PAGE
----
Will Iran Get a Better Deal Than U.S. Oil?

If the Iran deal goes through, the country’s oil exports will resume. Meanwhile, U.S. producers will still be banned from doing so.

Leonhard Foeger/Reuters

As Congress takes up the Iran nuclear deal next month, it ought to confront this paradox: The agreement allows the Iranians to do something Americans can’t—sell oil to the rest of the world.

Don’t get me wrong. I support the deal, under which Tehran would stop enriching weapons-grade uranium for the next 15 years in return for relief from economic sanctions. It’s not perfect, but President Obama is right that it’s better than what we’d have if his conservative critics got their way—no deal, leaving the Islamic Republic on the brink of acquiring nuclear weapons.

Still, freeing Iran to crank up its oil exports stands in stark incongruity to what’s happening here at home. Domestic oil production has soared by an amazing 68 percent over the past decade, yet we can sell very little of it abroad thanks to outdated laws banning U.S. oil and gas exports.

Passed during the energy crisis of the 1970s, these laws were intended to protect the nation’s then-dwindling oil and gas resources as a strategic reserve against supply disruptions like the Arab oil embargo. But the premise used to justify this deviation from our country’s free-trade principles—energy scarcity—has been shattered by America’s shale boom.

Now the United States is estimated to have a least a century’s worth of natural gas, and likely more. Last year, America momentarily passed Saudi Arabia and Russia to become the world’s biggest oil producer. And despite plunging oil prices, U.S. companies have managed to hold production this year fairly steady (over 9 million barrels a day) by becoming more efficient.

The global oil glut, however, is dampening U.S. energy investment, industry profits, and job creation. The forecast is for more of the same, owing to a combination of slow growth in China and Europe, falling U.S. demand and the return of oil-rich Iraq and Iran to world crude markets. Not that U.S. consumers will mind: White House economists estimate that the average family will save about $700 this year from lower gas prices.

Whether prices rise or fall, the United States won’t be able to reap the full benefit of its shale energy windfall so long as anachronistic laws lock our exports out of global markets. Yet the White House shows little urgency about repealing them. In fact, energy remains the great exception to Obama’s second-term push to open markets and expand trade.

Over fierce opposition from unions and globophobic activists, his administration is negotiating sweeping transpacific and transatlantic trade pacts aimed at boosting U.S. exports and growth. A clear commitment to lifting America’s export bans would make Obama’s efforts to curb foreign protectionism more credible and consistent.

It would also strengthen the U.S. economy. Opening foreign markets to U.S. gas and oil would stimulate more investment and production, especially as prices rebound. This would boost economic growth, create tens of thousands of jobs that pay decent, middle-class wages and have a moderating effect on prices at the pump, which are benchmarked to global crude prices.

Surging U.S. production already is reshaping the world’s geopolitical landscape, adding to America’s arsenal of “soft” power while undercutting the economic leverage of petro-states such as Russia, Iran, and Venezuela. U.S. net oil imports have been cut nearly in half, reducing our trade deficit and making our economy less vulnerable to supply disruptions and price shocks.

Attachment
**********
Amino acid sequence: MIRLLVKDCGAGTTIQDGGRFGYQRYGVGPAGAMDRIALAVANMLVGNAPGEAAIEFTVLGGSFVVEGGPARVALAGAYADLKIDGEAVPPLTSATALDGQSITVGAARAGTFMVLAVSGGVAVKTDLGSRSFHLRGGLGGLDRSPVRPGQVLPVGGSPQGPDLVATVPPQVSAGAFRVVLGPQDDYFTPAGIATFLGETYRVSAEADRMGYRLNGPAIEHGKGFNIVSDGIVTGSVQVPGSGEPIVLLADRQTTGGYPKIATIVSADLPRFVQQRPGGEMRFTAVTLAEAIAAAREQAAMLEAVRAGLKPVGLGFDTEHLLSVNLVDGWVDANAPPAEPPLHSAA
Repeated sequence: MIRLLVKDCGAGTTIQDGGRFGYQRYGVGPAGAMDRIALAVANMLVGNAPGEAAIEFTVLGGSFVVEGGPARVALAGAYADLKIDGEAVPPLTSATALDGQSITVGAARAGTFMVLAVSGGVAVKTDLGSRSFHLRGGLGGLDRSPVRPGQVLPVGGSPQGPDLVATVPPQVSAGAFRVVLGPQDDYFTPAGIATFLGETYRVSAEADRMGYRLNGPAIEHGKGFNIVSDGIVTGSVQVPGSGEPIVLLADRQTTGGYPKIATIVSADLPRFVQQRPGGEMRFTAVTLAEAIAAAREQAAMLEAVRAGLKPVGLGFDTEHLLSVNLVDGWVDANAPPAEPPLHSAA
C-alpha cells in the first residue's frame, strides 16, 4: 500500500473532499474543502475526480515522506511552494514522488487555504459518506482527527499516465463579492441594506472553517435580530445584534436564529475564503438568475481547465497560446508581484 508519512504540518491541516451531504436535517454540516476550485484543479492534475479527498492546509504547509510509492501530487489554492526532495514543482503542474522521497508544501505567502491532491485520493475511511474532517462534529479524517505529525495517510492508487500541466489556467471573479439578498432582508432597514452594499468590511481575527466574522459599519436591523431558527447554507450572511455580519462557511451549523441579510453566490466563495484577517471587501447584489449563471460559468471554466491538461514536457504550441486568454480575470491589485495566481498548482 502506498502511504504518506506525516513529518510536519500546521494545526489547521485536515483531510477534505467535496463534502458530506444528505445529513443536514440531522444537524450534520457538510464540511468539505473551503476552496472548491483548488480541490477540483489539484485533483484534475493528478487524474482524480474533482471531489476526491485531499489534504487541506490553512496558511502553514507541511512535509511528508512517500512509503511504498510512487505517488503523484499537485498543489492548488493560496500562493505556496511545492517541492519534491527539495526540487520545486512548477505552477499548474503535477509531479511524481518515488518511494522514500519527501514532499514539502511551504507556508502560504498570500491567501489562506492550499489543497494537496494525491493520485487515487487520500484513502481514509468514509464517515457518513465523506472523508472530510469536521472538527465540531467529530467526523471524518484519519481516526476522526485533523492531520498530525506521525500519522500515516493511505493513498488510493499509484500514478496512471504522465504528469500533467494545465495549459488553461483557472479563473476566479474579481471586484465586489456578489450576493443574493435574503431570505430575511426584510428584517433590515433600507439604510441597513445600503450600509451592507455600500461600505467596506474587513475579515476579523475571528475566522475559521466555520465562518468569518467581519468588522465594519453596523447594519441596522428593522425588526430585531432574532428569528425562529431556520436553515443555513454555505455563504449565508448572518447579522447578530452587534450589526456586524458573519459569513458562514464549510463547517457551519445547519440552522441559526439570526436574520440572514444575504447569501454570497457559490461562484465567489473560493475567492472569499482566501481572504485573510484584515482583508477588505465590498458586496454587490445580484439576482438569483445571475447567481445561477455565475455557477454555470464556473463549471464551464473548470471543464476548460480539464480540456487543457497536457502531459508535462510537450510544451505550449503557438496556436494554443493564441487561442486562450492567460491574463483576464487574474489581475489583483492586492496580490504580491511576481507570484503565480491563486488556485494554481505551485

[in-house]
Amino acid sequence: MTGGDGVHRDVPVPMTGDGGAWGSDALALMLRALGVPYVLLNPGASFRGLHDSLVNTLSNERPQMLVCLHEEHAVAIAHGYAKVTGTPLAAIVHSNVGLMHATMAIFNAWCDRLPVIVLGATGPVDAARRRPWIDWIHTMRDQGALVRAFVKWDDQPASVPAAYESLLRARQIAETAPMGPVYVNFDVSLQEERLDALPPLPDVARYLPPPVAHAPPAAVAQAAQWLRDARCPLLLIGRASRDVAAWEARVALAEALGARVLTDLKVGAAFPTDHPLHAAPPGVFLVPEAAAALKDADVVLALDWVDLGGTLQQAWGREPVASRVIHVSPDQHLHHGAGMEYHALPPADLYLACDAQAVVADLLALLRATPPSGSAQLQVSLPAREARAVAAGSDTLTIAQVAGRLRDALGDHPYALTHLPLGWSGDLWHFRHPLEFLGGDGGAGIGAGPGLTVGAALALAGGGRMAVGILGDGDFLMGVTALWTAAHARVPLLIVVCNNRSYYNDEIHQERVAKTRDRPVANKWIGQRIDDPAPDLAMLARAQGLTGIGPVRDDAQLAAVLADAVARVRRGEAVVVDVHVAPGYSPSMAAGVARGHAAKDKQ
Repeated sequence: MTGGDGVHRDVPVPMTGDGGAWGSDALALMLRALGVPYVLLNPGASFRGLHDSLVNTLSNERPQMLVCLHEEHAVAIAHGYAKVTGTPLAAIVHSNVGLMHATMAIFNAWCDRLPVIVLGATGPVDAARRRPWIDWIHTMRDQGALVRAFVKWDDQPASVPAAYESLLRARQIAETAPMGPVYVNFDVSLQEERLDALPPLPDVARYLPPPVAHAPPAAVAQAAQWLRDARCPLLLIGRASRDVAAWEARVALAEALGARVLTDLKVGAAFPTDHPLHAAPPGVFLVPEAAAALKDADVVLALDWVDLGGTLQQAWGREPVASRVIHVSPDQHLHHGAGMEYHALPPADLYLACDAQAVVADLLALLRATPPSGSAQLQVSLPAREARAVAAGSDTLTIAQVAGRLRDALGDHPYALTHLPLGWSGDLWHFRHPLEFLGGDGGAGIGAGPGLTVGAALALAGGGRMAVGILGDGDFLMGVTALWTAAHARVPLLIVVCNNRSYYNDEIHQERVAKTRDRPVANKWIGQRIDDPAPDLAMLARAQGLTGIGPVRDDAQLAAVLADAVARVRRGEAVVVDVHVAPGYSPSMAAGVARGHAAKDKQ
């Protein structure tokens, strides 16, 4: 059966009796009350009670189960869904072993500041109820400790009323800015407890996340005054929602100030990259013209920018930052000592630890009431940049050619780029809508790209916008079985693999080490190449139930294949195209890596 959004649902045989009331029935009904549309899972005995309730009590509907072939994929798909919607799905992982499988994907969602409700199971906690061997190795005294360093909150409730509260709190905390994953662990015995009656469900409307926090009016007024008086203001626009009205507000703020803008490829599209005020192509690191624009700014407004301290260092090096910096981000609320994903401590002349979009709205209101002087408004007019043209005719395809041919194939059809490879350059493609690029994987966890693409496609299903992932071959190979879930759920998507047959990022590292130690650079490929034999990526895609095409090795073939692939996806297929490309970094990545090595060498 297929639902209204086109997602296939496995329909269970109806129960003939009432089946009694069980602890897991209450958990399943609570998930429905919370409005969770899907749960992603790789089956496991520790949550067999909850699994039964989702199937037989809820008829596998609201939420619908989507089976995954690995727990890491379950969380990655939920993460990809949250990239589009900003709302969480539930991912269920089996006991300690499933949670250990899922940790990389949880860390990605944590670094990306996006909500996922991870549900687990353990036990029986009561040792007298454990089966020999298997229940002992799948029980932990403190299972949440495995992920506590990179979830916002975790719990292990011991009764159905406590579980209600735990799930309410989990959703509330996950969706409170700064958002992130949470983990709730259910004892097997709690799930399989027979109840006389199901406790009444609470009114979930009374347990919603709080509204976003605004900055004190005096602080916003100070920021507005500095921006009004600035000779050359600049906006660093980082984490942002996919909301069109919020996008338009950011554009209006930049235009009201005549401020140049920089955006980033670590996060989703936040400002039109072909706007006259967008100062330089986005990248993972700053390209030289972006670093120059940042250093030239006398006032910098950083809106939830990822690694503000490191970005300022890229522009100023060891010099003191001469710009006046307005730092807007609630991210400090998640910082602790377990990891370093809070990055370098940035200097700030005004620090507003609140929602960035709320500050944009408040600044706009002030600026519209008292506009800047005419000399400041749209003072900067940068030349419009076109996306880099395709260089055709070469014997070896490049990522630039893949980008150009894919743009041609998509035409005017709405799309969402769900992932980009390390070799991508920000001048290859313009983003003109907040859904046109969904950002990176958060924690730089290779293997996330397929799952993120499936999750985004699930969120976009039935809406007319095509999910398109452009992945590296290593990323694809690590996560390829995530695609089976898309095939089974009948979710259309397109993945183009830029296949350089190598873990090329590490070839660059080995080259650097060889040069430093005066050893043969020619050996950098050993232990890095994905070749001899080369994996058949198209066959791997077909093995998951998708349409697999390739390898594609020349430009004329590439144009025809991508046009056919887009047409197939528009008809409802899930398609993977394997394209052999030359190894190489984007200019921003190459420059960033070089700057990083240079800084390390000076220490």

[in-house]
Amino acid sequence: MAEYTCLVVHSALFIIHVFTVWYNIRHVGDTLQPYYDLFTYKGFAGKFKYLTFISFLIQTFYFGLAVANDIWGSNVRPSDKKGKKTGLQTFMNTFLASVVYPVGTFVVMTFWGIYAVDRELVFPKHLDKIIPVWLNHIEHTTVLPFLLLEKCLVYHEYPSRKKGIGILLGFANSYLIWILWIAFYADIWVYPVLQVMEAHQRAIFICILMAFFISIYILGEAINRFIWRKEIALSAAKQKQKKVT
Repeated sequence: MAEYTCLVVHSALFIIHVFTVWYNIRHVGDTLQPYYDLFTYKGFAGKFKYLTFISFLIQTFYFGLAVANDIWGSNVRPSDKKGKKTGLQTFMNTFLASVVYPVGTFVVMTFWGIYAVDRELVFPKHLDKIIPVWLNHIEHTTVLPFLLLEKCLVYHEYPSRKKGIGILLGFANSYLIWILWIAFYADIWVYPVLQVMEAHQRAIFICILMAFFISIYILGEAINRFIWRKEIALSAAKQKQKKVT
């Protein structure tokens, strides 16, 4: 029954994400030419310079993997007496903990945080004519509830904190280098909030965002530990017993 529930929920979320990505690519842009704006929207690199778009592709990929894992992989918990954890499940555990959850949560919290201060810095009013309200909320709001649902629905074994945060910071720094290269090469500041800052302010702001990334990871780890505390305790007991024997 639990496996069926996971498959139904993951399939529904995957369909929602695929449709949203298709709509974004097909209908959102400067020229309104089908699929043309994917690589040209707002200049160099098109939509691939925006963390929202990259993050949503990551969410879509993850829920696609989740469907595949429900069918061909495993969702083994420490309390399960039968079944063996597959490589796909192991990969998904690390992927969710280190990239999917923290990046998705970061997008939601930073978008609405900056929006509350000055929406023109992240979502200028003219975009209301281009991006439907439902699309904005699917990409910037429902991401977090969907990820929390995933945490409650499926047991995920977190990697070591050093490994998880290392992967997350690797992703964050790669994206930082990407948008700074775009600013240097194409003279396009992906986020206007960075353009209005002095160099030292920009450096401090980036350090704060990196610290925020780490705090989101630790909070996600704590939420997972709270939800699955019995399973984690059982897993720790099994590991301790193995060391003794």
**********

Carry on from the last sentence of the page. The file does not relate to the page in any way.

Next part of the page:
Allowing U.S. oil to flow into world markets also would enable our friends and allies to diversify their energy portfolio and reduce their dependence on unstable or unfriendly suppliers. Japan, for example, imports about 83 percent of its oil from the Middle East. European leaders, leery of the continent’s heavy reliance on Russian gas and oil, are calling on Washington to ease restrictions on U.S. energy exports, and to add an energy chapter to the Transatlantic Trade and Investment Partnership (TTIP) agreement.

The idea that America can at last achieve “energy independence” by hoarding its now abundant fossil resources is a strategic delusion. “If war in the Middle East, or the actions of a powerful regional hegemon seeking to blackmail the world should cut the flow of oil from the Middle East to Europe, India, China and/or Japan, the economic consequences to the United States would be enormous,” the historian Walter Russell Mead told Congress in recent testimony.

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U.S. policy should aim instead at promoting energy security. In addition to diluting the ability of any resource-rich nation to manipulate oil prices or restrict supplies, rising U.S. exports would provide a politically stable and reliable source of energy and thereby help to make global markets more resilient against conflicts or natural disasters.

Opposition to lifting the export bans comes mainly from environmentalists, who fear that the glut of cheap gas and oil will delay the growth of costlier renewable energy options like wind and energy. This is a reasonable fear, but it’s best addressed by pricing carbon accurately, not depriving Americans of the economic and security benefits of energy abundance.

The export bans are likely to figure prominently in the coming debate on the Iran nuclear deal. A key lawmaker, Senate Energy and Commerce Committee Chair Lisa Murkowski (R-Alaska), is flagging the issue. “The general prohibition on exporting domestic crude oil amount to a de facto sanctions regime against U.S. producers,” declares a committee staff report.

President Obama can defuse such criticism—and strengthen the case for the deal—by leading the charge to restore free trade in energy.

Will Marshall is the president of the Progressive Policy Institute.